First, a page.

Paddy Davitt: If Alex Neil can change then so can this new-look Norwich City

Daniel Farke has had some tough early lessons. Picture: Paul Chesterton/Focus Images Ltd

Daniel Farke has had some tough early lessons. Picture: Paul Chesterton/Focus Images Ltd - Credit: Paul Chesterton/Focus Images Ltd

You would have got long odds on a Championship table that suggests Norwich City have the most porous defence and Preston the tightest.

Alex Neil has had a positive start to life at Preston. Picture: Paul Chesterton/Focus Images Ltd

Alex Neil has had a positive start to life at Preston. Picture: Paul Chesterton/Focus Images Ltd - Credit: Paul Chesterton/Focus Images Ltd

Daniel Farke may be new to English football but he has a squad of players who by common consent should not be languishing in the lower reaches of the early standings. The same could be said in reverse of his predecessor, Alex Neil, who appears to have developed a miserly streak that was sadly absent at Carrow Road.

The swashbuckling Scot, who often set up his teams to try and score one more than the opposition, has melded a fighting force that leads the way in the second tier.

Preston, remarkably, have leaked just one goal in five opening league games that includes clean sheets in home wins against Sheffield Wednesday and Reading and shut outs on the road at promotion hopefuls Leeds and Middlesbrough.

Any who had the misfortune to witness City’s capitulations at Brighton or Hillsborough last season would scarcely believe it is the same man directing operations from the Deepdale technical area. These are early days, of course, and from Norwich’s perspective that trend must change quickly.

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The move for Grant Hanley and the links to Bristol City’s Aden Flint in recent days suggest there has been a realisation at Carrow Road they are missing some Championship nous, some physicality and perhaps some leadership.

That is not meant as a slight on the existing personnel but the rapidly declining goal difference underlines something has to change. City’s backline have routinely been exposed by a midfield mix that itself still needs a degree of refinement but the manner they have been second best in personal duels and the calamitous hesitancy they have displayed at set plays, in trying to adhere to Farke’s preferred zonal system, indicate the focus on those at the back is not misplaced.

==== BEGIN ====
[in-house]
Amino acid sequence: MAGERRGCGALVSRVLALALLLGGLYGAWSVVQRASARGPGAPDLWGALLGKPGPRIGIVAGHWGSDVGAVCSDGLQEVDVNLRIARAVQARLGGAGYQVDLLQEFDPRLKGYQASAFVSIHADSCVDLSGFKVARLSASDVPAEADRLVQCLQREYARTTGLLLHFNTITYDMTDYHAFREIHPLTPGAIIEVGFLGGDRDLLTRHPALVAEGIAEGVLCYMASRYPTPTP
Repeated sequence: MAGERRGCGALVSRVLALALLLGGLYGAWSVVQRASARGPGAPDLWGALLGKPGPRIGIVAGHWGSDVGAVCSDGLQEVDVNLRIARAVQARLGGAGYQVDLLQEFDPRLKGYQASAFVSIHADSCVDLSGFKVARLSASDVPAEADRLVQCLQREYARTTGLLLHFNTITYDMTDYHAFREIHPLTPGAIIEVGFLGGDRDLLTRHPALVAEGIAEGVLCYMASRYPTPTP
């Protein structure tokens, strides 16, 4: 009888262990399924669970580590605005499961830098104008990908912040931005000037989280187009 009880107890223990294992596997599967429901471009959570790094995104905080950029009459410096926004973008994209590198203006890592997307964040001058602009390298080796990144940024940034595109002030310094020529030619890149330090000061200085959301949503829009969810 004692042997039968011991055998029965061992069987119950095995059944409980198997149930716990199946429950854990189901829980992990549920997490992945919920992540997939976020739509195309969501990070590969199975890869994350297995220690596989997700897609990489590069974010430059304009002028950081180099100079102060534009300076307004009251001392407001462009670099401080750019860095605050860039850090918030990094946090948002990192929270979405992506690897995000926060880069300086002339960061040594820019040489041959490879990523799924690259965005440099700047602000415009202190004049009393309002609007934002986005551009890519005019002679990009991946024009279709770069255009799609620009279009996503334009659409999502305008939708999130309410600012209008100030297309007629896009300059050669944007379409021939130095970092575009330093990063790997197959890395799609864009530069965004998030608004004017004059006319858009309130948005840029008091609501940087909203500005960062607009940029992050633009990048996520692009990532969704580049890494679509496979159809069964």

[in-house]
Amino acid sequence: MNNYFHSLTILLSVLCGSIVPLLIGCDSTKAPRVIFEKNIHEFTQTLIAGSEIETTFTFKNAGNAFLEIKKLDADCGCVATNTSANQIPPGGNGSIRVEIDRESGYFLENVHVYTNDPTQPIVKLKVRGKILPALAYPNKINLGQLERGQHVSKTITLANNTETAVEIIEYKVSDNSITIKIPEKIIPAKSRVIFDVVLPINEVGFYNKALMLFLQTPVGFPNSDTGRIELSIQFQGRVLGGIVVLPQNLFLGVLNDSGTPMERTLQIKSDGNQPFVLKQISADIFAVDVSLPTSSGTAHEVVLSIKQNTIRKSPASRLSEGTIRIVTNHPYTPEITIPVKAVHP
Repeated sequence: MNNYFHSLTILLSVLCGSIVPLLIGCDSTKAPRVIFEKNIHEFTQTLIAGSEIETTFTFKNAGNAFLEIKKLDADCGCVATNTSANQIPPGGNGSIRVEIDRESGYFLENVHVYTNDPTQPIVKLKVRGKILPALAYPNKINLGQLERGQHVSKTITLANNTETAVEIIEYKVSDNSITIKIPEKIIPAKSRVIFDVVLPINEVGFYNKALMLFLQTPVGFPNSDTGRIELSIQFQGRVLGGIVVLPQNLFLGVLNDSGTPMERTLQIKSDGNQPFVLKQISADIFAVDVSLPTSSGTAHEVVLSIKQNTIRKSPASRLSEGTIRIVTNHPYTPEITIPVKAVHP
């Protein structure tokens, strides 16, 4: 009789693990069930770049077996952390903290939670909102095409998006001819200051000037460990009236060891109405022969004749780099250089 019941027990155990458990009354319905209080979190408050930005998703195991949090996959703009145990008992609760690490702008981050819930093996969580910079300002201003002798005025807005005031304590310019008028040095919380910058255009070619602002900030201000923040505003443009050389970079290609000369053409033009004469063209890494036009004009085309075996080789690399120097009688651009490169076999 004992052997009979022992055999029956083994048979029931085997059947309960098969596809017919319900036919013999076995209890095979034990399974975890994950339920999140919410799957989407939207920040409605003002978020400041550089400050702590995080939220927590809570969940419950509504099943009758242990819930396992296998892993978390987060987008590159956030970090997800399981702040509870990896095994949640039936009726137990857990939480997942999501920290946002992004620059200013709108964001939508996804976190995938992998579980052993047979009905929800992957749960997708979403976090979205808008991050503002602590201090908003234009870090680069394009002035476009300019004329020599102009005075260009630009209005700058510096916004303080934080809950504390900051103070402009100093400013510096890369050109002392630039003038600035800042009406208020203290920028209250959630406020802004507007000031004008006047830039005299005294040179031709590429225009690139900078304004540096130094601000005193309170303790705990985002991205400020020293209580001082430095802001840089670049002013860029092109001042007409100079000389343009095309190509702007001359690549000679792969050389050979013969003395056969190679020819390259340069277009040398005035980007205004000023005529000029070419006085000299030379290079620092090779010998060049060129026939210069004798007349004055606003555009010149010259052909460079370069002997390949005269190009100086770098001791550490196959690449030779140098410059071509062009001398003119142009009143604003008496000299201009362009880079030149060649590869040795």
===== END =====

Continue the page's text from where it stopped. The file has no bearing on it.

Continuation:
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This might bleed into a wider debate about the art of defending and the distorted emphasis on comfort with the ball rather than a pride at keeping it out of your own net. But if Neil can meld a miserly rearguard with his raw material at Preston it should not be beyond Farke.

Timm Klose’s prolonged injury absence was in its own way just as much a setback as losing Alex Pritchard. Klose has the pedigree and crucially the experience of a demanding Championship campaign behind him. Players such as Christoph Zimmermann and to a lesser degree Marcel Franke have been fast-tracked and exposed to the harsh realities earlier than Farke may have wished.

That in itself raises genuine questions about the lack of depth in a crucial area of his squad. The pursuit of Hanley goes some way to addressing that imbalance. With Russell Martin increasingly under pressure from a growing seam of City’s support to justify his place at centre back, fresh blood is welcomed on many levels.

It sends a signal to those in the squad these early weeks have simply not been good enough. It also tells those disaffected fans who voiced their angst at Millwall that the likes of Farke and sporting director Stuart Webber share the same concerns and have sought to address the issue.

Once the window closes tomorrow evening Farke then needs to show he can mould an effective fighting force at the back, and fashion an organised Norwich defence in front of Angus Gunn that places an equal premium on what they do out of possession as much as with it.

Neil was unable to find the right balance too often in his spell at Carrow Road. The same questions were thrown at the Scot with each painful concession last season. But Preston’s early work suggests he has learned some tough lessons. Farke must do the same, following his initial exposure to the hurly burly.

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